• BirdForum is the net's largest birding community dedicated to wild birds and birding, and is absolutely FREE!

    Register for an account to take part in lively discussions in the forum, post your pictures in the gallery and more.

Why did several kinds of birds show up at once? (1 Viewer)


I regularly take brief glances out my fifth floor apartment window and look at the wooded wetland area there, and I most often do not see any birds, or other times I see 2 to 4 birds all of one species. But I noticed suddenly at 10:30 AM this morning that there were multiple birds in the trees outside our window, many more than we usually see. I looked with binoculars and was able to identify about five Eastern Phoebe‘s, about four black capped chickadee‘s, two hairy woodpeckers, one red bellied woodpecker, two robins, and one European starling. Do you have any theories about why there are usually zero or one bird out our window and suddenly in this half hour this morning there were so many different kinds of birds in the trees outside our window? And then a few minutes later, there are none again.


Well-known member
Outside of breeding season, forest birds often move in mixed feeding flocks or at least some kind of loose association. At least, that's my experience here in Europe. Also, the annual migration is a factor here (given that it's autumn); sometimes, you'll see unusual groups, either concentrations of one species or a seemingly random mix of several, during those times.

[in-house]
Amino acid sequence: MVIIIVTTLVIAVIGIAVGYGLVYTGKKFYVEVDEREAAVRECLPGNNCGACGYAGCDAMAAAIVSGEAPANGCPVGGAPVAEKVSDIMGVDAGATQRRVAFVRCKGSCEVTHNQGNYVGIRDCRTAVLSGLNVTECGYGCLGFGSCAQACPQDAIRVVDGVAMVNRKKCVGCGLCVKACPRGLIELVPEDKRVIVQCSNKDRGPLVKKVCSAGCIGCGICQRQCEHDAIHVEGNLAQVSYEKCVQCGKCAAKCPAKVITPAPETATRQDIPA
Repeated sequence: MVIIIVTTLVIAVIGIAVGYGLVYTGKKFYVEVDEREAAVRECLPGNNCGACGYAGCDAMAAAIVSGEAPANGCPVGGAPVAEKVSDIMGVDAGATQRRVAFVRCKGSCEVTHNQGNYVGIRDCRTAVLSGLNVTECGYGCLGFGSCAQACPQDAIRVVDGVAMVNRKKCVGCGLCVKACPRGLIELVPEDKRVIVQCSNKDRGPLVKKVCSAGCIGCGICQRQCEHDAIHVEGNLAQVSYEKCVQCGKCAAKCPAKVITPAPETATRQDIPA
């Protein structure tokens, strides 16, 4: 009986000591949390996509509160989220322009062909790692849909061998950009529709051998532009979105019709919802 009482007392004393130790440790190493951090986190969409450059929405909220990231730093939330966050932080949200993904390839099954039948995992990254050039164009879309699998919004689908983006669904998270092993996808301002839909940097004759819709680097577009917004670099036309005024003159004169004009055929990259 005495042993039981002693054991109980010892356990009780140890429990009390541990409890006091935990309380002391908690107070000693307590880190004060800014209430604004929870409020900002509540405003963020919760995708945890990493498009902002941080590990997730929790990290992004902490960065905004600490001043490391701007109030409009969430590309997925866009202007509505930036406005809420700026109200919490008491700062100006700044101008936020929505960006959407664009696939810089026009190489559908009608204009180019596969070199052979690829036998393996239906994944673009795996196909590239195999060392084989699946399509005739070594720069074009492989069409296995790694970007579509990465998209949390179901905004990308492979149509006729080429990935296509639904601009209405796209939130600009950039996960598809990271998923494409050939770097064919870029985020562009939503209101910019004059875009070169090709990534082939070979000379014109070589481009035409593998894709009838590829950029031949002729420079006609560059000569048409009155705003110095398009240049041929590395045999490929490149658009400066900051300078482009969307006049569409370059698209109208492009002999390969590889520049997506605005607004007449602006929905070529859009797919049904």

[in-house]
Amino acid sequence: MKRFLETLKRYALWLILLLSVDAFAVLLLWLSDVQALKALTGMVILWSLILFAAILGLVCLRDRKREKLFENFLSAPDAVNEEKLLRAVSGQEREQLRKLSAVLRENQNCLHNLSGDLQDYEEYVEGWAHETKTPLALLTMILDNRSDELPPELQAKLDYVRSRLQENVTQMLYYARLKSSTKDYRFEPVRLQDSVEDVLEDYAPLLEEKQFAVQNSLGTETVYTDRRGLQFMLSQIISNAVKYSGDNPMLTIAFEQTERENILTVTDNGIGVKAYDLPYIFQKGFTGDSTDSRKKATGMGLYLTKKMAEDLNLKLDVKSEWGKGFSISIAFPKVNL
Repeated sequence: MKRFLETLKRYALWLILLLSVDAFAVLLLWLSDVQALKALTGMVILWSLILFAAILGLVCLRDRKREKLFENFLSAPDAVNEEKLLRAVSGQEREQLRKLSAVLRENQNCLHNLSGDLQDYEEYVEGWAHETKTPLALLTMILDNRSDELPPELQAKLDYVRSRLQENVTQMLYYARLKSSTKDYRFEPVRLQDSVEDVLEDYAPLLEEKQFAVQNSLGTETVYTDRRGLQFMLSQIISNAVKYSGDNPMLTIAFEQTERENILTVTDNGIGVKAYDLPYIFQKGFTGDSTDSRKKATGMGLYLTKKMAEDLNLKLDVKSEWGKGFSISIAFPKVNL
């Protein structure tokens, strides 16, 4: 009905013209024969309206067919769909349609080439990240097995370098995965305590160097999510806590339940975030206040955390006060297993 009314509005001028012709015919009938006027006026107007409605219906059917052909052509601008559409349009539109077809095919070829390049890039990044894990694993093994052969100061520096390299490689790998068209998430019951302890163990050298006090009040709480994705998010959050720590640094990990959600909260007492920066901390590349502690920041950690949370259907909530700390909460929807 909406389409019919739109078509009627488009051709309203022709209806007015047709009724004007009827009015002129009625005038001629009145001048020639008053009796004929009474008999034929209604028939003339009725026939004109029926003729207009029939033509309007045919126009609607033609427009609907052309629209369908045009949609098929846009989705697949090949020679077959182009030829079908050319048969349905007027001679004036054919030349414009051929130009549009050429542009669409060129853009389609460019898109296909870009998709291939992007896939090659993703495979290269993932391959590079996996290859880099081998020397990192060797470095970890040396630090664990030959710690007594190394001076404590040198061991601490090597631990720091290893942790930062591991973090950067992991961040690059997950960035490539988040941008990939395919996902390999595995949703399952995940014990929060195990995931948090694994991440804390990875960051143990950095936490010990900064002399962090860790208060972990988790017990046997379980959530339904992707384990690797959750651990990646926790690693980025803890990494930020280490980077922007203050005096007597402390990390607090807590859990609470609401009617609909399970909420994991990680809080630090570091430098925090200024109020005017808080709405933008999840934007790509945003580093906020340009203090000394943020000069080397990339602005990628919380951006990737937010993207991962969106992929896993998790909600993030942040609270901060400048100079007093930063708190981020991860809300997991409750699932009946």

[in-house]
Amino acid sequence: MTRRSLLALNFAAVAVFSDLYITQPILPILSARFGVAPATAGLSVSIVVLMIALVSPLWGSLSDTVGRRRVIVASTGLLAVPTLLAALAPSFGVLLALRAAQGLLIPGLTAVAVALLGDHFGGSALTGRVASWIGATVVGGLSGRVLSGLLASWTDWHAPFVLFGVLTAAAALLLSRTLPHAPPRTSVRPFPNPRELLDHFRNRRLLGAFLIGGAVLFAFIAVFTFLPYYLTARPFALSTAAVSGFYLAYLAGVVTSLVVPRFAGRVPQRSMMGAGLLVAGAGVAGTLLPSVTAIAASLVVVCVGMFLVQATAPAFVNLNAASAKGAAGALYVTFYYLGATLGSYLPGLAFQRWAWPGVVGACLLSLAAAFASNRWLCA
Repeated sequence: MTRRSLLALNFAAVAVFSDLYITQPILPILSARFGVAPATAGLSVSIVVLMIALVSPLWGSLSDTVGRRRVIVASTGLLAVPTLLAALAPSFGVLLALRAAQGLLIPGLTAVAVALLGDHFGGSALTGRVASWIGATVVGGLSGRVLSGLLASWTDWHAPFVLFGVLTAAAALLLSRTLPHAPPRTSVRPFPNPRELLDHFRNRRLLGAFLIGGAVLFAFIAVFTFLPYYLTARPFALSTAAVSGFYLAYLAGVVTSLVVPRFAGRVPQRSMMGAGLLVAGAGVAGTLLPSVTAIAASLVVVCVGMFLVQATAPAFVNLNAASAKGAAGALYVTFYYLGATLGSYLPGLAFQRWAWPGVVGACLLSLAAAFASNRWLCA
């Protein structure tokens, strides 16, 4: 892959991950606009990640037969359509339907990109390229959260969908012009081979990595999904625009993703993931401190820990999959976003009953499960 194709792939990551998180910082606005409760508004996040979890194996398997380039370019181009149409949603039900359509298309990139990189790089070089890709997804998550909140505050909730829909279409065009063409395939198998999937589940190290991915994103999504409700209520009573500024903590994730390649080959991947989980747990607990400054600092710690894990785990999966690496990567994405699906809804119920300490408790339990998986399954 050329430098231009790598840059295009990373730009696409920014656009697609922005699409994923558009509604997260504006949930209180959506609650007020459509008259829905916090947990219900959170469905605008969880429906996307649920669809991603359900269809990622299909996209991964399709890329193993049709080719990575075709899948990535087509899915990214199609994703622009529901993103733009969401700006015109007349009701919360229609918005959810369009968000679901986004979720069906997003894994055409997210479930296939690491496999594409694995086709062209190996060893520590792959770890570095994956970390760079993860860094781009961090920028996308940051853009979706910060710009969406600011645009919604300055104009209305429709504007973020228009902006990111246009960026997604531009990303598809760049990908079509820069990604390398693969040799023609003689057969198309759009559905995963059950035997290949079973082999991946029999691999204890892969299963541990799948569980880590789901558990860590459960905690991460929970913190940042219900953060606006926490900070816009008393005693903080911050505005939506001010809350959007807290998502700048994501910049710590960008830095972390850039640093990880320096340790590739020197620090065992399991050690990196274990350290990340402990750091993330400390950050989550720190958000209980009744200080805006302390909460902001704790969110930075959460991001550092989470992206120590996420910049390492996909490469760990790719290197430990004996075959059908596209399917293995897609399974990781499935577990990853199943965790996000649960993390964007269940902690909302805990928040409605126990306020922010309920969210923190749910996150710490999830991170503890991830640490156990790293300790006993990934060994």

Last edited:


Jan Ebr
Czech Republic
This is even more pronounced in the tropics. You can walk through the forest for ours and see basically nothing. Then it gets noisy, you look around and 20 different tanagers are sitting above your head for 30 seconds and then they bolt.

Maroon Jay

I get that here during fall migration. For a while there are no birds at all in my yard. Then a mixed flock of several species of warblers and sparrows all show up at once. They eat, have a bath in my bird bath, and then all leave together. I guess it is safer than migrating alone or in small groups of the same species.

kagu kevin

Registered User
Dear Jonblum,
My personal pet theory is that much like human beings our avian cousins are liable to proverbially ‘follow the crowed’. In the same way that a popular disco hall will see sporadic success based on the whims of partying youth so to your garden receives sporadic visits from large groups of birds.
All the best, Kevin

Users who are viewing this thread